Though pretty much everyone would know what you mean if you asked them if they wanted to dance, the term itself is actually a pretty broad label for an activity that has so many styles and differing meanings to different people that it is quite an ambiguous term to use by itself. The definition of the verb form of the word goes along the lines of ‘moving rhythmically or in time with music', though the variables involved are quite extensive. ‘Dance' as a sole term doesn't tell us anything about which kind of music that the rhythmical expressions of movement should be executed to, nor does it tell us the tempo of the dance, how many people it involves, and which style of movement will be followed. As most people are aware of, dancing, whether informal or formal, comes in quite a variety of styles as a result of geographical and cultural factors as well as socio-economic ones. This isn't a history of dance itself however; the aim here is merely to cover a few styles of dance with some brief information about them in order for you to decide whether that particular style is right for you.
Almost everyone on earth would at least be able to at least briefly describe the essence of ballet to one another. Its visual style is one of the most easily distinguishable of all of the types of dance in the world: extremely controlled and hugely strong dancers, both male and female, populate the stage and dance along to music in an extremely graceful and often-refined style. As with many dance styles (even Morris dancing), Ballet has its origins in the courtly setting, with 15th century renaissance courts serving as a venue for the dance's beginnings.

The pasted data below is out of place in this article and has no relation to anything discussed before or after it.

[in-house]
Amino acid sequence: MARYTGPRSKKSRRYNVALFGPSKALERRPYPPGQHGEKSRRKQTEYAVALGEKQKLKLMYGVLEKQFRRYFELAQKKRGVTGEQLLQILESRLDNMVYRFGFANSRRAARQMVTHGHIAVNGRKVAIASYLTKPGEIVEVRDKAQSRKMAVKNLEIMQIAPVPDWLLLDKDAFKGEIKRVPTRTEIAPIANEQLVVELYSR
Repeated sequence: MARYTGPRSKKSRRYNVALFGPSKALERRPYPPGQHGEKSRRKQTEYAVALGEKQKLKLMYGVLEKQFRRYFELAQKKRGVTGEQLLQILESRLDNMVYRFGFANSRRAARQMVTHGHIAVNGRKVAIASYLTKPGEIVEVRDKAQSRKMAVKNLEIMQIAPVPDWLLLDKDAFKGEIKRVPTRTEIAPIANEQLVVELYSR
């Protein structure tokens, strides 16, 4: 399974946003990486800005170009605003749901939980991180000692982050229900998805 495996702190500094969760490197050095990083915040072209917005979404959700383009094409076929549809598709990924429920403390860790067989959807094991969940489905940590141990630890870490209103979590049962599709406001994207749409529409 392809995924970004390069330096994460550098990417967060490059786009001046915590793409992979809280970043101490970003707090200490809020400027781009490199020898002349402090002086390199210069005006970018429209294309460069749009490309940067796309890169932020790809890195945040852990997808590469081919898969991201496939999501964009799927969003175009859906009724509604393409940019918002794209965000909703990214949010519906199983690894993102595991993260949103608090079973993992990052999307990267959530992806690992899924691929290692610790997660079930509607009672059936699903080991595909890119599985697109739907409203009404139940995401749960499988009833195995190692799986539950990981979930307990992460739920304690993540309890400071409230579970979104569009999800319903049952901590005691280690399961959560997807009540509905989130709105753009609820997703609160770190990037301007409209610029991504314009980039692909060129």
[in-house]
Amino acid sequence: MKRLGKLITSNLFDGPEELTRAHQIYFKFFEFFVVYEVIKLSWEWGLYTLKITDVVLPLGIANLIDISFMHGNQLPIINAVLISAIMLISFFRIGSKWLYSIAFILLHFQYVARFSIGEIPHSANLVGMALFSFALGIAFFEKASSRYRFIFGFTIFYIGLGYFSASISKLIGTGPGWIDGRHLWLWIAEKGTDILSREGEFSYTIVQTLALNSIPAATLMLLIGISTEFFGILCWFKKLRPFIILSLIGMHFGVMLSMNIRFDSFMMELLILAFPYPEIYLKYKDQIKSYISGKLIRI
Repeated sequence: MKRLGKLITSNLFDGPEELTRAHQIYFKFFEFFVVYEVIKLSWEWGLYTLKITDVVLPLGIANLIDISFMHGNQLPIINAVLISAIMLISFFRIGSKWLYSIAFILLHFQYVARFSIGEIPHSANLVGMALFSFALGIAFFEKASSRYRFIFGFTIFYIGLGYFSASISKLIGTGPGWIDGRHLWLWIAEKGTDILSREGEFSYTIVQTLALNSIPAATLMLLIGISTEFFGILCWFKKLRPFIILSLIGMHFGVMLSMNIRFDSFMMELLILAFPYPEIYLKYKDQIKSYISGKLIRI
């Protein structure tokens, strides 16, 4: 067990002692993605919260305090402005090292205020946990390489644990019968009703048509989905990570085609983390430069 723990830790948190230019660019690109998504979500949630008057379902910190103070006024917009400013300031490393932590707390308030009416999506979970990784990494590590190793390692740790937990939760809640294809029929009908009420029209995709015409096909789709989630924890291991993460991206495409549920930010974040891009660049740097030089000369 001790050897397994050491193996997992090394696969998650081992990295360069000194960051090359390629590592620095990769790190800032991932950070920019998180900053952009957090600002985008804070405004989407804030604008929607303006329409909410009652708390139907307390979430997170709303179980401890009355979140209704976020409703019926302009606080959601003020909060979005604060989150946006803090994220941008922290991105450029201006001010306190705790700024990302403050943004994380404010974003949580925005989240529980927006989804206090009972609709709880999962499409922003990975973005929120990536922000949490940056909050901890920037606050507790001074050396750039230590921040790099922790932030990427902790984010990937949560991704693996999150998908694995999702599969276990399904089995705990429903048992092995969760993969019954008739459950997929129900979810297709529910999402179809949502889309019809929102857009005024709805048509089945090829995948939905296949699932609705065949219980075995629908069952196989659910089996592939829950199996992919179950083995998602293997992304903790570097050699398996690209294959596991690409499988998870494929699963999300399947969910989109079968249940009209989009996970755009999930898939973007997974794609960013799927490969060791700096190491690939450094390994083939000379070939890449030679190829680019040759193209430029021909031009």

Ballet training is rigorous and at the very top level requires levels of discipline that very few people are capable. Classical ballet training schools such as the Royal Ballet School train the very best dancers and some of the very best ballet performances you will ever see come from the English National Ballet. It's safe to say that Ballet isn't for the casual weekend dancer or for those wishing to simply keep fit: it is almost a lifestyle within itself.
Much like the music that gives it its backing, Jazz Dance has its origins in America. Jazz Dance developed in the early 20th century. The dance style involves extremely energetic performances with body movements that can be described as anything from sensual to erratic. This style of dance shares the inclination of the music it shares a name with in that it can involve improvisation and creative expression of the individual. Jazz dances can involve the expression of the individual and performances can be highly dramatic. Several dance styles are considered to have branched off from Jazz dance including Swing and the Charleston. Groups such as Dancin' Unlimited and The Urban Jazz Dance Company are fine examples of the style being performed at its best.
Another dance style that incorporates a huge range of sub-genres, Latin dancing is one of the most popular styles on earth. It is particularly prominent in the world of exercise classes with many people attending weekly Latin dance group meetings in order to keep fit. The pace is almost invariable fast yet highly controlled and often quite sensual as the dance usually requires a partner for it to be performed with. Constant shifts of weight from one foot to the other results in frequent hip movement which may seem to some like an untoward gesture but there is no negative motivation behind this movement.
Latin dance sub-styles include Salsa, Merengue , Rhumba, and Samba. Salsa Intocable is a Los Angeles-based salsa dance company that demonstrate the unique style of the dance. Latin dances also feature heavily in Zumba, an exercise-dance fusion that has swept the fitness world
Folk dances are invariably tied to the customs and traditions of different social classes and often formed the central pillar of community meetings and gatherings. Morris Dancing and Irish Dancing are both types of folk dance. Instead of folk dances being up for wild interpretation from choreographers, the routines are often set in stone and have been passed down through generations, with each generation perhaps bringing something unique and adding variation to the routines, but with the core principles and moves involved in each type of dance being adhered to quite consistently. The Nottingham Folk Dance Group is a great example of a traditional folk dance collective.